The University of Western Australia's Monica Gagliano studies how plants communicate with each other.
Studies show that basil gives a boost to chili peppers, while fennel is a real bummer. The effect has been seen even when the plants are sealed off from each other with sheets of black plastic. So does that mean that the plants are "talking" to each other through subtle vibrations? That's the kind of talk that sparks a debate — not between the plants, but between humans.
The latest study, reported in the open-access journal BMC Ecology, looked at potential communication between basil plants and chili pepper seeds. It's one of a series of experiments conducted by Monica Gagliano and Michael Renton of the University of Western Australia.
"Our results show that plants are able to positively influence growth of seeds by some as-yet unknown mechanism," Gagliano said in a news release from BioMed Central, the journal's publisher. "Bad neighbors, such as fennel, prevent chili seed germination in the same way."
Fennel plants release chemicals into the air and soil that are detrimental to most other plants, including chili peppers. Last year, Gagliano and her colleagues set up mini-gardens to study the interaction between the plants more closely. They were surprised to find that chili seeds germinated more quickly when the fennel plant was sealed off with plastic to block the transfer of those nasty chemicals. It was almost as if the baby chilis sensed that a villainous plant was nearby, and grew up faster so they'd have a better chance of fending off the fennel.
The new study looks at the flip side of plant interaction: Unlike fennel, basil is a "good neighbor" for chili plants because basil plants release chemicals that discourage weed growth. Gagliano and her colleagues found that to be the case for chili seedlings. The seeds germinated at a higher rate, even if the basil plant was sealed off with the black plastic. That led Gagliano and Renton to conclude that the seeds could still sense the presence of a friendly plant when they couldn't get the standard chemical signals.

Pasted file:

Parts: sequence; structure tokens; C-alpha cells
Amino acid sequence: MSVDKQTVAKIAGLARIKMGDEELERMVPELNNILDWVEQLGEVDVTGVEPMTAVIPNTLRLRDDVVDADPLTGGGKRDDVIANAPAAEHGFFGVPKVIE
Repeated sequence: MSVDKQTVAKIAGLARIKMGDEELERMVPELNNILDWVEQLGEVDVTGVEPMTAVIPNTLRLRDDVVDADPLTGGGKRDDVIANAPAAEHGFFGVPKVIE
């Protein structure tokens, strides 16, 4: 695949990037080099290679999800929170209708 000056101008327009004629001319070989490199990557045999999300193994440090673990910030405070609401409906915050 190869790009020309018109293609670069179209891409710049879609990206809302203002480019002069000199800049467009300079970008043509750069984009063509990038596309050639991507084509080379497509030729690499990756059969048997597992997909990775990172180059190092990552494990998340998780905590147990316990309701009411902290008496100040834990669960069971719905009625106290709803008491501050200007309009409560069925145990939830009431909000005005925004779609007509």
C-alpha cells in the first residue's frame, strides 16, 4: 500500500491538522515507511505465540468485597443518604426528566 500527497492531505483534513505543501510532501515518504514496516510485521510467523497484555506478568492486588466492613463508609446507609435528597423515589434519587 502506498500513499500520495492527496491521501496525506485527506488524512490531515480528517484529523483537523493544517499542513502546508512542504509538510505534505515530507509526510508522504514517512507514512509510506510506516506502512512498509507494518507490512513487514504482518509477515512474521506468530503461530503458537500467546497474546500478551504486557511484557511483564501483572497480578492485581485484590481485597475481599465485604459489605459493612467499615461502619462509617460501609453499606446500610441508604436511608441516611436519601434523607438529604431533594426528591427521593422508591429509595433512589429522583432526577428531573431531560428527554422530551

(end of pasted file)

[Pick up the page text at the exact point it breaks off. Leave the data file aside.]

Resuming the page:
How could this be?
"We believe that the answer may involve acoustic signals generated using nanomechanical oscillations from inside the cell which allow rapid communication between nearby plants," Gagliano said in the news release.
That surmise seems to fit with other findings on plant communication. Corn roots, for example, give off regular clicking sounds in the range of 220Hz (which corresponds to an A below middle C). Gagliano and her colleagues found that when young corn roots are suspended in water, they tend to lean toward the source of a continuous 220Hz tone transmitted through the water. The researchers suggested that acoustic signals could knit plants into an underground network of friends and foes.
But as Gagliano points out, no one has yet identified the precise mechanism by which one plant hears what another plant is saying. That's one of the reasons why other researchers haven't wholeheartedly embraced the idea that plants are talking to each other.
"Although the idea of plants communicating by sound is intriguing, there is still a long way to go before we know whether, and if so to whom, the woods sing!" the University of Leiden's Carel ten Cate wrote last December in the journal Behavioral Ecology.
Duke University's Dan Johnson, who is studying how trees respond to drought, said it's "too early to tell" whether plants truly respond to each other's sounds.
"We have been detecting these acoustic signals for almost 50 years," Johnson told NBC News. "The idea of using those signals for communication is incredibly interesting, and there is potentially some growing support for it. But we're a good ways away from strong support for acoustic signaling between plants. ... I'm glad that somebody's working on it, but I think it's too early to say."
More about plant communication:
- Hear that sound? That's a thirsty tree
- Listen up: This is your plant talking!
- Plant uses sound to attract bats
- Flowers and bees have electrifying discussions
Alan Boyle is NBCNews.com's science editor. Connect with the Cosmic Log community by "liking" the NBC News Science Facebook page, following @b0yle on Twitter and adding the Cosmic Log page to your Google+ presence. To keep up with NBCNews.com's stories about science and space, sign up for the Tech & Science newsletter, delivered to your email in-box every weekday. You can also check out "The Case for Pluto," my book about the controversial dwarf planet and the search for new worlds.